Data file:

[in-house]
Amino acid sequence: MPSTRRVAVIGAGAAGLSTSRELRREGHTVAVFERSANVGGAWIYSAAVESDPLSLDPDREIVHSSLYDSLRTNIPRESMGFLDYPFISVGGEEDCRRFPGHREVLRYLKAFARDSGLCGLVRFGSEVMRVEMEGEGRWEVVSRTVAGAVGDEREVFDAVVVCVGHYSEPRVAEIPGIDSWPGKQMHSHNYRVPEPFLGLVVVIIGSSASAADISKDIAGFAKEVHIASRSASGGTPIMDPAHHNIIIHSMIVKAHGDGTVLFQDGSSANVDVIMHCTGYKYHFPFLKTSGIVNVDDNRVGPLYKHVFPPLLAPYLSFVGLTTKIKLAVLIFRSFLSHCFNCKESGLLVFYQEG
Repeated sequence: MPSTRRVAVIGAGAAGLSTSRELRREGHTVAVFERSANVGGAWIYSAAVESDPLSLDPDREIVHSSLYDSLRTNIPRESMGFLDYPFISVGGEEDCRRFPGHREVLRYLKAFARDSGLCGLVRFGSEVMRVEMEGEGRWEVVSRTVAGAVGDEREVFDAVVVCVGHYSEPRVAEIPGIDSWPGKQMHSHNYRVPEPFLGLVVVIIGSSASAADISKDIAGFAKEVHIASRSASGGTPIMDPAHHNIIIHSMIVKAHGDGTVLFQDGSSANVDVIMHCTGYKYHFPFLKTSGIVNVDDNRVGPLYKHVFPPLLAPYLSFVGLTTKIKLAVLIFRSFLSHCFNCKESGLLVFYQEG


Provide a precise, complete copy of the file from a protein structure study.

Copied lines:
[in-house]
Amino acid sequence: MPSTRRVAVIGAGAAGLSTSRELRREGHTVAVFERSANVGGAWIYSAAVESDPLSLDPDREIVHSSLYDSLRTNIPRESMGFLDYPFISVGGEEDCRRFPGHREVLRYLKAFARDSGLCGLVRFGSEVMRVEMEGEGRWEVVSRTVAGAVGDEREVFDAVVVCVGHYSEPRVAEIPGIDSWPGKQMHSHNYRVPEPFLGLVVVIIGSSASAADISKDIAGFAKEVHIASRSASGGTPIMDPAHHNIIIHSMIVKAHGDGTVLFQDGSSANVDVIMHCTGYKYHFPFLKTSGIVNVDDNRVGPLYKHVFPPLLAPYLSFVGLTTKIKLAVLIFRSFLSHCFNCKESGLLVFYQEG
Repeated sequence: MPSTRRVAVIGAGAAGLSTSRELRREGHTVAVFERSANVGGAWIYSAAVESDPLSLDPDREIVHSSLYDSLRTNIPRESMGFLDYPFISVGGEEDCRRFPGHREVLRYLKAFARDSGLCGLVRFGSEVMRVEMEGEGRWEVVSRTVAGAVGDEREVFDAVVVCVGHYSEPRVAEIPGIDSWPGKQMHSHNYRVPEPFLGLVVVIIGSSASAADISKDIAGFAKEVHIASRSASGGTPIMDPAHHNIIIHSMIVKAHGDGTVLFQDGSSANVDVIMHCTGYKYHFPFLKTSGIVNVDDNRVGPLYKHVFPPLLAPYLSFVGLTTKIKLAVLIFRSFLSHCFNCKESGLLVFYQEG